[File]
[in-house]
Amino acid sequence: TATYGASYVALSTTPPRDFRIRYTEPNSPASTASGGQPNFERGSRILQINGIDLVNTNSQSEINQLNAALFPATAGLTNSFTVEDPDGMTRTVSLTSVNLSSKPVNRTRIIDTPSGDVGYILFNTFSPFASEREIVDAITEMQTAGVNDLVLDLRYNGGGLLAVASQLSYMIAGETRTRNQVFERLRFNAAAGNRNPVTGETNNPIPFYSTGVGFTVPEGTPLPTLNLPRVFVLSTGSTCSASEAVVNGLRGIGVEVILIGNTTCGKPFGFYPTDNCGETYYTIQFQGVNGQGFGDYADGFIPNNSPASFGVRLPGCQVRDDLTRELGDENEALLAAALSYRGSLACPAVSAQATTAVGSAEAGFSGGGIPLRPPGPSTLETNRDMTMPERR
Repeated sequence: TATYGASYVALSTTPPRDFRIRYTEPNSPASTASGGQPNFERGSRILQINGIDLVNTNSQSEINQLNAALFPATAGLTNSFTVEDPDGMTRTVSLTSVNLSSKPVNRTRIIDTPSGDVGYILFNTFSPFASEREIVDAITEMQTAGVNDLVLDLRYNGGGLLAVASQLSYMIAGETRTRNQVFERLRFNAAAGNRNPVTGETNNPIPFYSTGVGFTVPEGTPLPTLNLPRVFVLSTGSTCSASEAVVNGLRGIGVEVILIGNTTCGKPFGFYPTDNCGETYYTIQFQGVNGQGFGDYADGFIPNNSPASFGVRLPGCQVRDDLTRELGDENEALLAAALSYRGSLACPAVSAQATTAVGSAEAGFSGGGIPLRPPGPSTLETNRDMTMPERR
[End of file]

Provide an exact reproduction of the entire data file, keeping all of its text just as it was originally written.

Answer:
[in-house]
Amino acid sequence: TATYGASYVALSTTPPRDFRIRYTEPNSPASTASGGQPNFERGSRILQINGIDLVNTNSQSEINQLNAALFPATAGLTNSFTVEDPDGMTRTVSLTSVNLSSKPVNRTRIIDTPSGDVGYILFNTFSPFASEREIVDAITEMQTAGVNDLVLDLRYNGGGLLAVASQLSYMIAGETRTRNQVFERLRFNAAAGNRNPVTGETNNPIPFYSTGVGFTVPEGTPLPTLNLPRVFVLSTGSTCSASEAVVNGLRGIGVEVILIGNTTCGKPFGFYPTDNCGETYYTIQFQGVNGQGFGDYADGFIPNNSPASFGVRLPGCQVRDDLTRELGDENEALLAAALSYRGSLACPAVSAQATTAVGSAEAGFSGGGIPLRPPGPSTLETNRDMTMPERR
Repeated sequence: TATYGASYVALSTTPPRDFRIRYTEPNSPASTASGGQPNFERGSRILQINGIDLVNTNSQSEINQLNAALFPATAGLTNSFTVEDPDGMTRTVSLTSVNLSSKPVNRTRIIDTPSGDVGYILFNTFSPFASEREIVDAITEMQTAGVNDLVLDLRYNGGGLLAVASQLSYMIAGETRTRNQVFERLRFNAAAGNRNPVTGETNNPIPFYSTGVGFTVPEGTPLPTLNLPRVFVLSTGSTCSASEAVVNGLRGIGVEVILIGNTTCGKPFGFYPTDNCGETYYTIQFQGVNGQGFGDYADGFIPNNSPASFGVRLPGCQVRDDLTRELGDENEALLAAALSYRGSLACPAVSAQATTAVGSAEAGFSGGGIPLRPPGPSTLETNRDMTMPERR